Case Report (Functional Urology)

Continent Idiopathic Vesicovaginal Fistula Coexisting with Moyamoya Disease


  • İbrahim Güven Kartal
  • Mehmet Ezer
  • Tahsin Batuhan Aydoğan
  • Ali Ergen

Received Date: 03.04.2016 Accepted Date: 19.08.2016 J Urol Surg 2017;4(3):140-142

Keywords: Continent, idiopathic, incidental, moyamoya disease, vesicovaginal fistula


Vesicovaginal fistula (VVF) is the abnormal anatomic communication between the female bladder and vagina. Usually presents itself as continuous urinary incontinence. There are many etiologic risk factors such as obstetric trauma, pelvic surgery, infections, congenital abnormalities, foreign materials, malignancy and pelvic radiation (1). Due to high education and sociocultural levels, the incidence seems to be low in the developed countries. On the other hand, in the developing countries, there is an obviously high incidence and prevalence. Considering the low level of medical informative feed-back mechanisms and poor obstetrics health care services, it seems very hard to keep VVF patient data that can be used for epidemiological research studies. In those areas, due to high maternal mortality and obstetric complications, the incidence of VVF is significantly increased (2). In this paper, we report a female patient with known moyamoya disease and a stable right ovarian cyst who was regularly followed up by the departments of neurology, gynecology and presented with radiological and cystoscopy findings of incidentally diagnosed asymptomatic continent VVF.

Case Presentation

A 23-year-old obese female patient was first seen 5 years ago in the obstetrics and gynecology outpatient clinic with the complaint of irregular periods. She had regular menstrual periods and no gynecological complaint since then. Transvaginal ultrasonography showed a 17 mm right ovarian cyst and follow up was recommended.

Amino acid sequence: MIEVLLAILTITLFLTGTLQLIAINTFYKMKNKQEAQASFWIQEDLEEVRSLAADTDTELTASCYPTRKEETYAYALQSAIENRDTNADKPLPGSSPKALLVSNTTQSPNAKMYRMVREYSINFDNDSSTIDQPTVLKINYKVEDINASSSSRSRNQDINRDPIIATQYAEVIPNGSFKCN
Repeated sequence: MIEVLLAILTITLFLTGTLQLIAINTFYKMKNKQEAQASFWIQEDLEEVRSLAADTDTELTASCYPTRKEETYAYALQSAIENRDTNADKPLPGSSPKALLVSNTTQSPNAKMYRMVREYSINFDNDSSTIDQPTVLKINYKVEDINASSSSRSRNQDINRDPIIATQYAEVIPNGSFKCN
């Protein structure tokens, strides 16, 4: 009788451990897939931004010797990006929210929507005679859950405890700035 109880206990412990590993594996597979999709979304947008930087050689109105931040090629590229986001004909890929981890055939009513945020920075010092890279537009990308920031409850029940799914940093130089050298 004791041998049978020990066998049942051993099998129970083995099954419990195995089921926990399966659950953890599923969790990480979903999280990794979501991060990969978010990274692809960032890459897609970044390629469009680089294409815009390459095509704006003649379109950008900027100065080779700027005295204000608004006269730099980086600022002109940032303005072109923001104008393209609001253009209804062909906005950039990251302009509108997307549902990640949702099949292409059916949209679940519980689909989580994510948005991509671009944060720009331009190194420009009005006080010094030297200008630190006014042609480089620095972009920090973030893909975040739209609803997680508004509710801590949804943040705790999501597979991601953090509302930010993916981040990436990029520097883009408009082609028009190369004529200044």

In 2009, she attended the neurology outpatient clinic with the complaint of recurrent headache. Transcranial Doppler ultrasonography and cranial magnetic resonance imaging (MRI) revealed  a stenotic occlusion at the supraclinoid portion of the right internal carotid artery and decreased blood flow on the right middle cerebral artery suggesting moyamoya disease. She has been followed by the neurology department since then.

At her last visit to the gynecology outpatient clinic in November 2014, a pelvic ultrasonography revealed a 63x60x68 mm cystic appearance presenting with an internal echo pattern in the genital tract. Further radiological investigation done by an abdominopelvic MRI showing at the beginning of the screening that the vagina seemed to be normal but on the 30th minutes, radiopaque intensity of the bladder was same with the appearance of the vagina without an obvious VVF tract (Figure 1). She was referred to our female urology department. We planned computed tomography (CT) urography for identification of the possible fistula tract. On the CT scan, the urine including contrast material filled the vagina through a VVF tract in the mid vagina (Figure 2). After complete micturition, the vagina and the bladder completely emptied.

On her gynecological examination it was observed that she had an intact annular hymen with no history of any sexual intercourse, urogenital trauma, pelvic surgery, labor or pelvic radiotherapy predisposing to the occurrence of VVF. Her routine urine analysis and urine culture revealed no pyuria, bacteriuria nor microscopic hematuria.

The fistula tract was identified in the bladder by flexible cystoscopy and verified by administration of methylene blue. Although VVF repair was recommended, the neurology department did not clear her for any type of anesthesia. At this point, routine follow-up was recommended.


This case is unique and extraordinary because of complete continence and having none of the underlying etiological factors related to VVF as we searched the literature. Normally being an asymptomatic patient relieved the presence of fistula tract under the radiological examination due to over-distended bladder.